How has Warren Buffett managed to grow his wealth year after year having a net worth of over $80 billion dollars as of today, when he had around $6,000 dollars at 15? This while other investors, who often started out with more money, has struggled to even come close to grow their wealth to the same extent as Warren. Some people say it’s luck, and that might have played a part of growing his fortune, but it’s far from the reason for why he’s gone to become one of the wealthiest people in the world. So I’ve been digging deep to really find out his investment strategies and what triggers him to open that fat wallet and invest in certain companies while turning down others. So in this video I’m going try to explain the principles he follows that has made him filthy rich, and how you can do copy him and grow your own investments to new heights.
So let’s start off with the basics, we need to know where he got his knowledge from and dig into that wealthy mind of Warren Buffett and understand his reasons before investing. And we can go back to the early stages of his career where he was quoted saying “I’m 85 % Benjamin Graham.” And the reason for this is because Warren was a student of Graham at Columbia University and later became his employee and Warren thought his concepts of value investing really made sense to him, and that intelligent investing is more of a mental approach than a practical one. Warren has also called Graham’s book “the intelligent investor” the book that changed his life and investing philosophy forever, and the concepts discussed in that book are still as useful today as they were then.
So Before Warren Buffett decides to make an acquisition or invest in a company he studies them heavily and concludes that it has a significant economic moat. And a moat is a term coined by Buffett himself that basically means that a company has a competitive advantage over other other companies in that industry. This advantages can be factors such as having a well-known brand, having a large portion of market demand, certain patents, cutting edge technologies etc. The wider the moat the more attractive the company becomes to invest in, especially if you have an extra few billion dollars to your disposal.
So if we take a look at some of the companies in the Berkshire Hathaway portfolio, you’ll see that most of them are pretty big, worldwide companies with some kind of moat and most of these companies have been around for some time. Some examples are Wells Fargo, Walmart, Visa, Mastercard, Coca-Cola, Goldman Sachs, and General Motors to name a few.
However a business that has a moat doesn’t necessarily make it a good investment, but it’s definitely a good start. So what is it that makes Warren splash the cash and invest in certain companies while neglecting others? Well he actually revealed what he looks for when he evaluates a business in his 1977 shareholder letter for Berkshire Hathaway and he’s got 4 investing principles that he follows almost religiously before making the decision to invest.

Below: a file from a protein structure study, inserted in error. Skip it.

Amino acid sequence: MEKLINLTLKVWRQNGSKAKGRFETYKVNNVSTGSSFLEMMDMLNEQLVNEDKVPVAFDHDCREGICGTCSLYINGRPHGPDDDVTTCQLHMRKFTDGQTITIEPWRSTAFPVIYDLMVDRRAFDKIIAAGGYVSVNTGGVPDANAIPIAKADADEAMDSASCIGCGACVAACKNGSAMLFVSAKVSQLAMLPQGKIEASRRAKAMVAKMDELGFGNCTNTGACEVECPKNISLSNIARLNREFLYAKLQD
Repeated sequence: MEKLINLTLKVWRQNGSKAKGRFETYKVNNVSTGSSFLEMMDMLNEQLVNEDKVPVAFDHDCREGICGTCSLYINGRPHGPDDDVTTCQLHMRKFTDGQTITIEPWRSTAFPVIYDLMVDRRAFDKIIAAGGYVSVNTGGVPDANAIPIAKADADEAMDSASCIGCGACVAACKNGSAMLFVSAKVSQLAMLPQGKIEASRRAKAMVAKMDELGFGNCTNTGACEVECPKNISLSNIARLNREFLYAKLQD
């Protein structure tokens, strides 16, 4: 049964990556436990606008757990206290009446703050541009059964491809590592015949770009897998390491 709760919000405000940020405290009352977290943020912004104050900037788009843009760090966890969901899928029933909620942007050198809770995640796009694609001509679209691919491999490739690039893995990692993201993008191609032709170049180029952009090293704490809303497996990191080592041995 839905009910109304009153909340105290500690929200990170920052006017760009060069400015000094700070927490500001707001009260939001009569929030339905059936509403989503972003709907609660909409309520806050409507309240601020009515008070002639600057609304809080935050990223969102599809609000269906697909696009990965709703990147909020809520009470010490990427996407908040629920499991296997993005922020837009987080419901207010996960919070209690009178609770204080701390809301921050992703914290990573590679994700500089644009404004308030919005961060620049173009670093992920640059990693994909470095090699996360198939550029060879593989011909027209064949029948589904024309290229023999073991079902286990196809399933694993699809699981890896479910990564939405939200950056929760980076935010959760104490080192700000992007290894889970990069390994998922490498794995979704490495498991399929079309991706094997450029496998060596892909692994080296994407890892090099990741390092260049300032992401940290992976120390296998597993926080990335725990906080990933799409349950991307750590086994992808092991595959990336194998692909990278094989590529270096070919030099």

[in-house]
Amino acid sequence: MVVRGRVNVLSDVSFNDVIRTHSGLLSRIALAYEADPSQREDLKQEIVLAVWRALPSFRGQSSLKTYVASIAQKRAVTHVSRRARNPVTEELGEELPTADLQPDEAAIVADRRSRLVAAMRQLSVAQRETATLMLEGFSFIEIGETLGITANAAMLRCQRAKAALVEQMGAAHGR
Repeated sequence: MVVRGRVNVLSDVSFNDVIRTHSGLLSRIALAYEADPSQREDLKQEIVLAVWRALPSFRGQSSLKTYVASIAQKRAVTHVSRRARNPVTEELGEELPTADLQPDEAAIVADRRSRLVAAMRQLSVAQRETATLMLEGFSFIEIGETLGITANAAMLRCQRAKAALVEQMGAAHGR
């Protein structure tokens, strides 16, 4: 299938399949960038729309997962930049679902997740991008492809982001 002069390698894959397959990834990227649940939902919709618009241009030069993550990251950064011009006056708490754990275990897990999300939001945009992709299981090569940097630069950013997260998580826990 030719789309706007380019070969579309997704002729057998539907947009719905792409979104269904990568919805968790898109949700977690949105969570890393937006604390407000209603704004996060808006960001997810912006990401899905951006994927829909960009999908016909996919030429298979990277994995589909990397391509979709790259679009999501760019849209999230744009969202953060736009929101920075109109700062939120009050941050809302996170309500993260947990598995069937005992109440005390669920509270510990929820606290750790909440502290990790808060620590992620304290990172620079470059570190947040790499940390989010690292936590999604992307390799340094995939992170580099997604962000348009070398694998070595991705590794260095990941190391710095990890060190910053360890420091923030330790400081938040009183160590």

The first principle is simply to invest in a business that he understands. His advising to stay within your circle of competence and invest your hard earned money within industries that you have some knowledge in. And if you don’t know shit about the markets and industries, then simply start learning about only one specific industry that interests you somewhat and go from there. Warren intentionally stays aways from investing in tech companies simply because he doesn’t understand them or that market, probably because that wasn’t really available when he grew up.
The second principle is that the business should have favorable long-term prospects. This is where the moat becomes important and can be a deciding factor of whether a company will be able to grow and increase in value year after year. He’s said if you’re not comfortable holding a stock for 10 years, you shouldn’t own it for 10 minutes.
The third principle is that it should be operated by competent and honest people. This is another reason for Warrens excessive studies he makes before investing. Is the management run by competent people? Has any of the executives been involved in some fraudulent activities? Would the business collapse if the CEO left?
The fourth principle is that it should be available for a very attractive price. This is the only principle that he has adjusted since 1977, and instead of “very attractive price”, it’s now “sensible price”. Here’s where Benjamin Graham’s value investing comes into play and if the business is somewhat undervalued and ticks all the other principles, then Warren Buffett will have a hard time turning this opportunity down.
This might seem to be a lot of information to study before investing and if you want to become the next warren Buffett I suggest you start opening some books and read a few newspapers daily to stay in the loop at all times. Warren Buffett is known for spending 80 % of his awaken hours reading about businesses and plows through 600 to 1,000 pages a day. I think it’s fair to say that one of greatest investors of all time didn’t earn his wealth only through luck, although it might have played a part, but it’s through his immense ability to understand and grasp how a business operates in that industry, that has brought him his huge success.
Now I am saying that I believe you, just like Warren Buffett will acquire 80 billion dollars if you follow these principles? Of course I do, I believe in you mate and so should you!